Subjonctif Plus-que-parfait (Subjunctive Pluperfect) Tense Conjugation of the French Verb cartelliser
Conditionnel Présent (Conditional Present) Tense Conjugation of the French Verb cartelliser
Conditionnel Passé (Conditional Past) Tense Conjugation of the French Verb cartelliser (this article)
L’impératif Présent (Imperative Present) Tense Conjugation of the French Verb cartelliser
L’infinitif Présent (Infinitive Present) Tense Conjugation of the French Verb cartelliser
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Cartelliser – About the French Conditionnel Passé (Conditional Past) Tense
The French “Conditionnel Passé” is a compound tense used to express hypothetical or unreal actions in the past. It is formed by combining the conditional of the auxiliary verb “avoir” or “être” and the past participle of the main verb.
Start with the conditional of the auxiliary verb: For most verbs, use “aurais” (for “avoir”) or “serais” (for “être”) as the conditional form.
With “avoir”: j’aurais, tu aurais, il/elle/on aurait, nous aurions, vous auriez, ils/elles auraient.
With “être”: je serais, tu serais, il/elle/on serait, nous serions, vous seriez, ils/elles seraient.
Add the past participle of the main verb to this conditional form.
For example, if you want to say “I would have done,” you would use “j’aurais fait.” If you want to say “She would have gone,” you would use “elle serait allée.”
Common Everyday Usage Patterns
Expressing Unreal Past Scenarios
The Conditionnel Passé is often used to talk about actions that did not happen in the past, but you are speculating about what would have occurred if they had. It’s a way to discuss hypothetical situations in the past.
Si j’avais su, je t’aurais aidé. (If I had known, I would have helped you.)
Il serait venu s’il avait eu le temps. (He would have come if he had had the time.)
Polite Requests or Suggestions
It can be used to make polite requests or suggestions in the past.
Pourriez-vous m’aider, s’il vous plaît ? (Could you have helped me, please?)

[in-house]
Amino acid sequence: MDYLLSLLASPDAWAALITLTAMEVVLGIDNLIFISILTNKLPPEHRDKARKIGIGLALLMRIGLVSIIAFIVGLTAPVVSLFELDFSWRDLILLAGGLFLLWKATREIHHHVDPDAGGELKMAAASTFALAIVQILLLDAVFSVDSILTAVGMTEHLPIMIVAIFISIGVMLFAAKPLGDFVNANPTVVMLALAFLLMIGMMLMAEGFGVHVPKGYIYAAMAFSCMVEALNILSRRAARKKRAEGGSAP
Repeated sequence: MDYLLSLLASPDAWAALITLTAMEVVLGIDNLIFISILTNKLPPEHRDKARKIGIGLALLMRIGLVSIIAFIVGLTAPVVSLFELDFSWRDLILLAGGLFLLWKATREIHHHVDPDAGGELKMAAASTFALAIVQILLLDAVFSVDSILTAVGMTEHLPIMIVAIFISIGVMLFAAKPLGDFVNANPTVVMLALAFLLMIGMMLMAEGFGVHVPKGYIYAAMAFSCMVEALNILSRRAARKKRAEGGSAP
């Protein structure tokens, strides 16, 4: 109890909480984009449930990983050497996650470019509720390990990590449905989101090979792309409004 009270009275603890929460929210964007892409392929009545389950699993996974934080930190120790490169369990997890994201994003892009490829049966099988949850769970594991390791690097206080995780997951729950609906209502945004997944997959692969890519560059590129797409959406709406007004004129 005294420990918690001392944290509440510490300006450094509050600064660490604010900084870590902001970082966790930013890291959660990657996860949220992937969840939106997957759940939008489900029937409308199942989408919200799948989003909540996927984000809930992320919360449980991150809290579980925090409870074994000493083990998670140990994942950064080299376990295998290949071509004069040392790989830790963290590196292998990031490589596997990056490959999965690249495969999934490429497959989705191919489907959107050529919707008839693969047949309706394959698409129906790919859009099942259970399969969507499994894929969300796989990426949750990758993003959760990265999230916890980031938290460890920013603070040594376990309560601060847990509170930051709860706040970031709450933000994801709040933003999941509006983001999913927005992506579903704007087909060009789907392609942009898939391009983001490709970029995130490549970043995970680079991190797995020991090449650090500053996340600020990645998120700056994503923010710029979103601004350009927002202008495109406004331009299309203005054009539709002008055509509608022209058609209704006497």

Expressing Doubt or Uncertainty
It can convey doubt or uncertainty regarding past events.
Il aurait peut-être oublié notre rendez-vous. (He might have forgotten our appointment.)
Interactions with Other Tenses
You can use the Conditionnel Passé in combination with the conditional present to describe past actions that were hypothetical at the time they were spoken about. J’aurais aimé que tu m’appelles hier. (I would have liked you to call me yesterday.)
Indicative Past Tenses
You might use the Conditionnel Passé alongside indicative past tenses like the passé composé to contrast hypothetical and real past events. Il est venu hier, mais s’il avait pu, il serait venu la semaine dernière. (He came yesterday, but if he could have, he would have come last week.)
In some cases, you can use the Conditionnel Passé in combination with the conditional future to discuss unreal past events that could have consequences in the future. Si j’avais réussi mon examen, j’aurais un meilleur travail. (If I had passed my exam, I would have a better job.)
In summary, the Conditionnel Passé is used to express hypothetical or unreal actions in the past. It is often used in conjunction with other tenses to convey various nuances in French, allowing speakers to discuss imaginary past scenarios, make polite requests, or express doubt about past events.